Under this broad pan-Nigerian framework, the various federating units at the sub-national level will transform from largely ethno-geographic and religious nationalities created with the sole political intention to partake in the sharing of Nigeria’s oil mineral resources (na- tional cake) into an all-inclusive hub of wealth creation brought about by the freed energy of all Nigerians with additional prospects of increasing the national cake. Nigerians who were born in a particular ethno-geographic enclave will freely find their bearings by following their natural economic callings in line with their passions, talents and endowments and find affinity with like-minded Nigerians in any of the numerous economic hubs. For example, a young Nigerian who was born in Onitsha and identifies as Igbo may not necessary have trading as his natural economic calling. He may be drawn to cattle breeding as an occupation. His citizenship allows him to move to Sokoto or any other cattle-breeding hub to successfully pursue his economic goal in life. Similarly, a young Nigerian who was born in Kano and identifies as Fulani may not necessarily be inclined towards cattle breeding. If garment and shoemaking is his/her natural calling, then his/her Nigerian citizenship should allow an economic space in the industrial town of Aba. The same applies to a Kanuri from Borno who decides to pursue a career in marine transportation in the creeks of the Niger Delta or an Ijaw whose calling is not a fisherman in the waters of the Niger Delta but as leatherwork entrepreneur in Sokoto.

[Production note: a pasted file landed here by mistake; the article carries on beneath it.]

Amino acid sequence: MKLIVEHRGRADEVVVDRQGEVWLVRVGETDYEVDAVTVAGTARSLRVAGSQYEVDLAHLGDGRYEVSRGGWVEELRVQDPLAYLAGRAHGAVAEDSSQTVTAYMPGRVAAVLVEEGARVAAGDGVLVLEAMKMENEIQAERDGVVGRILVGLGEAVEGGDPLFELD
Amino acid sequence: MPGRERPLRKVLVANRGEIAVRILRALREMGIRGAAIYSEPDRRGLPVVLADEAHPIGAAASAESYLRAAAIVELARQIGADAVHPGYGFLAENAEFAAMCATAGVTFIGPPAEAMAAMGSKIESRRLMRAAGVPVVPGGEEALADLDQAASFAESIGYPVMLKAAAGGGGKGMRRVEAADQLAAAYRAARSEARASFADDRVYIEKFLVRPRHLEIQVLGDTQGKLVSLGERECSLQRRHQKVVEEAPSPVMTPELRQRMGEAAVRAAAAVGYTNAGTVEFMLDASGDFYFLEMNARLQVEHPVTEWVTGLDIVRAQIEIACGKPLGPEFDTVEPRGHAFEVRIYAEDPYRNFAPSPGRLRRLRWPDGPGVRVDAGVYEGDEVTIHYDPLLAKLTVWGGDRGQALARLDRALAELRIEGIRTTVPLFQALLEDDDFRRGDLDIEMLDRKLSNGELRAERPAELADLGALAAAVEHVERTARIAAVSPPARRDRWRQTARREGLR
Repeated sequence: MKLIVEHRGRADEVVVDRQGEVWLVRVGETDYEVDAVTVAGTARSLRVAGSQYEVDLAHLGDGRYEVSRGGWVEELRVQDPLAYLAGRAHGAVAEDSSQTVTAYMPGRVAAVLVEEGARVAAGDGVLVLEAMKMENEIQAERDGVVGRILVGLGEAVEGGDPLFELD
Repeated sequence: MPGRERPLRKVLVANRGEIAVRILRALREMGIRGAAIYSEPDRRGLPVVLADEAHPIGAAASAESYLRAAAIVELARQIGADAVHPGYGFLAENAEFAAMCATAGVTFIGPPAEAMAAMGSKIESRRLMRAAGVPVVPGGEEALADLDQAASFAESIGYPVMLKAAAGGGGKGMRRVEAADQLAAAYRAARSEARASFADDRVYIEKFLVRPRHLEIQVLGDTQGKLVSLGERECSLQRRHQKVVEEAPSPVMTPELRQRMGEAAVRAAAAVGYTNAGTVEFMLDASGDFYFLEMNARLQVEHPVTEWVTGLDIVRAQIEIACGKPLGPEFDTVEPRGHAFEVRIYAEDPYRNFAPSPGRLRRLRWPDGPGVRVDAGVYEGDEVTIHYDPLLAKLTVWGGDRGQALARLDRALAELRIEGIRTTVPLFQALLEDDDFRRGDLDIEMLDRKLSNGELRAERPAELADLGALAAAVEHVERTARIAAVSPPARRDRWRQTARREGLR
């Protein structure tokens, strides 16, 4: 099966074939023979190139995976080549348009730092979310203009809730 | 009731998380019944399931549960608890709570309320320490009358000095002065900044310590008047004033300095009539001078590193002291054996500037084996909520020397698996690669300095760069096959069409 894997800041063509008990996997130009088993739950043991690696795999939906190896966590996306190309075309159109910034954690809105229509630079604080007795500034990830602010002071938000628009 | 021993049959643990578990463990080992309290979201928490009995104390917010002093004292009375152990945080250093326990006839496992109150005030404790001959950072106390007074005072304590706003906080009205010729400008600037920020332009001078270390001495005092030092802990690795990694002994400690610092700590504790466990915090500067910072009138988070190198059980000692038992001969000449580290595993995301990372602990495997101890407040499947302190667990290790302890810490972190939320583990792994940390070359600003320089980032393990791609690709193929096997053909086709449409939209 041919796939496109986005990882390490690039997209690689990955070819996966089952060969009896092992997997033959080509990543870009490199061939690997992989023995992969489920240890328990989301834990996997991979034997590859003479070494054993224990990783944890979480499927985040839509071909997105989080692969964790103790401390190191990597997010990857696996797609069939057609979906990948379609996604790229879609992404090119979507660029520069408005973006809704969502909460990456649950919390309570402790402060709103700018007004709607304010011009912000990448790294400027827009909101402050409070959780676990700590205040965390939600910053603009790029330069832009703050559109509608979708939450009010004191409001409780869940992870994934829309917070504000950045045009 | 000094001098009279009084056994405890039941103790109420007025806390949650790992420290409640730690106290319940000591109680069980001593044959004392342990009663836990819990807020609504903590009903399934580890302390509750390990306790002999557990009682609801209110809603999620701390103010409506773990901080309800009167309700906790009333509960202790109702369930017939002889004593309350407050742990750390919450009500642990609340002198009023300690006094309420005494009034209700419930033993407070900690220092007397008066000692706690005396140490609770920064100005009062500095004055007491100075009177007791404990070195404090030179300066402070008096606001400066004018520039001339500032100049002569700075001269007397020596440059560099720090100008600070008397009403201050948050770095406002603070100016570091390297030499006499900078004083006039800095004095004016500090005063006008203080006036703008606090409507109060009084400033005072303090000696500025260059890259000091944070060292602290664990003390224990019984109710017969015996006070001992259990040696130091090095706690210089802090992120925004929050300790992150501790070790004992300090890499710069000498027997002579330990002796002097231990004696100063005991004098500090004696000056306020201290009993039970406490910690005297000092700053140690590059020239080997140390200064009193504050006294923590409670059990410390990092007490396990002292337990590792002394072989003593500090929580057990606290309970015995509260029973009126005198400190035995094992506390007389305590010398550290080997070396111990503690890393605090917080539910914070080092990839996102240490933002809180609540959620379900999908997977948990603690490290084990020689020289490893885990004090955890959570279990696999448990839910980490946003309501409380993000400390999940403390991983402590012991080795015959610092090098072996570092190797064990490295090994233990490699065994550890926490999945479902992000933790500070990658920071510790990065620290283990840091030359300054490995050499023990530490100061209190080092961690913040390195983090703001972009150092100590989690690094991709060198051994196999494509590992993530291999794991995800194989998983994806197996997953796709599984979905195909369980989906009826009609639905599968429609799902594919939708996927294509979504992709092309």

If this process of systematic assimilation and integration of Nigerians from plural backgrounds into geo-economic zones becomes entrenched, the long-term implication is that the Nigerian federation would have undergone a process of organic re-structuring. The commercial cities of Aba and Onitsha will no longer be enclaves of Igbo traders but that of Nigerian entrepreneurs. Cattle breeding will no longer be Fulani but Nigerian, the mastery of the creeks of Niger Delta will no longer be an Ijaw exclusive but inclusive of all Nigerians and the tanneries of Kano will become a Nigerian cultural economic heritage.